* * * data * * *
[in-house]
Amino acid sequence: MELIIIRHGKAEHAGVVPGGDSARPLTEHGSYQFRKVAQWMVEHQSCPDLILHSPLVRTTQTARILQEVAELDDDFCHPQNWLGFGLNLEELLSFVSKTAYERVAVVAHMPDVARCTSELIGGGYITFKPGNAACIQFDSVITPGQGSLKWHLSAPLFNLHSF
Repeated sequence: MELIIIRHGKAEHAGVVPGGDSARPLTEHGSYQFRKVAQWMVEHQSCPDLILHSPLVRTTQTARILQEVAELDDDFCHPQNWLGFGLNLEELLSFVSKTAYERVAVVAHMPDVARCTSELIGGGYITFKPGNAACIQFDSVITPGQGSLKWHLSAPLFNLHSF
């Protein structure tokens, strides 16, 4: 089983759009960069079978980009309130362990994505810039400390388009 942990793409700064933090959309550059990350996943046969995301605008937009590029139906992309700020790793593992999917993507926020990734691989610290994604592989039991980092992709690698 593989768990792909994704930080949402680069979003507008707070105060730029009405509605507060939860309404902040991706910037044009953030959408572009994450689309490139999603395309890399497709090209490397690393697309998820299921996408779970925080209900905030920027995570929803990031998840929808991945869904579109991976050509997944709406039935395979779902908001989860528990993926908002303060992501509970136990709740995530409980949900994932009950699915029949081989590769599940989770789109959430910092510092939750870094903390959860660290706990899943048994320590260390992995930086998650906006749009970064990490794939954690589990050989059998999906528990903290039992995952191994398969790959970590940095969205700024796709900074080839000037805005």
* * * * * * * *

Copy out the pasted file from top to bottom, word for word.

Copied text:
[in-house]
Amino acid sequence: MELIIIRHGKAEHAGVVPGGDSARPLTEHGSYQFRKVAQWMVEHQSCPDLILHSPLVRTTQTARILQEVAELDDDFCHPQNWLGFGLNLEELLSFVSKTAYERVAVVAHMPDVARCTSELIGGGYITFKPGNAACIQFDSVITPGQGSLKWHLSAPLFNLHSF
Repeated sequence: MELIIIRHGKAEHAGVVPGGDSARPLTEHGSYQFRKVAQWMVEHQSCPDLILHSPLVRTTQTARILQEVAELDDDFCHPQNWLGFGLNLEELLSFVSKTAYERVAVVAHMPDVARCTSELIGGGYITFKPGNAACIQFDSVITPGQGSLKWHLSAPLFNLHSF
């Protein structure tokens, strides 16, 4: 089983759009960069079978980009309130362990994505810039400390388009 942990793409700064933090959309550059990350996943046969995301605008937009590029139906992309700020790793593992999917993507926020990734691989610290994604592989039991980092992709690698 593989768990792909994704930080949402680069979003507008707070105060730029009405509605507060939860309404902040991706910037044009953030959408572009994450689309490139999603395309890399497709090209490397690393697309998820299921996408779970925080209900905030920027995570929803990031998840929808991945869904579109991976050509997944709406039935395979779902908001989860528990993926908002303060992501509970136990709740995530409980949900994932009950699915029949081989590769599940989770789109959430910092510092939750870094903390959860660290706990899943048994320590260390992995930086998650906006749009970064990490794939954690589990050989059998999906528990903290039992995952191994398969790959970590940095969205700024796709900074080839000037805005």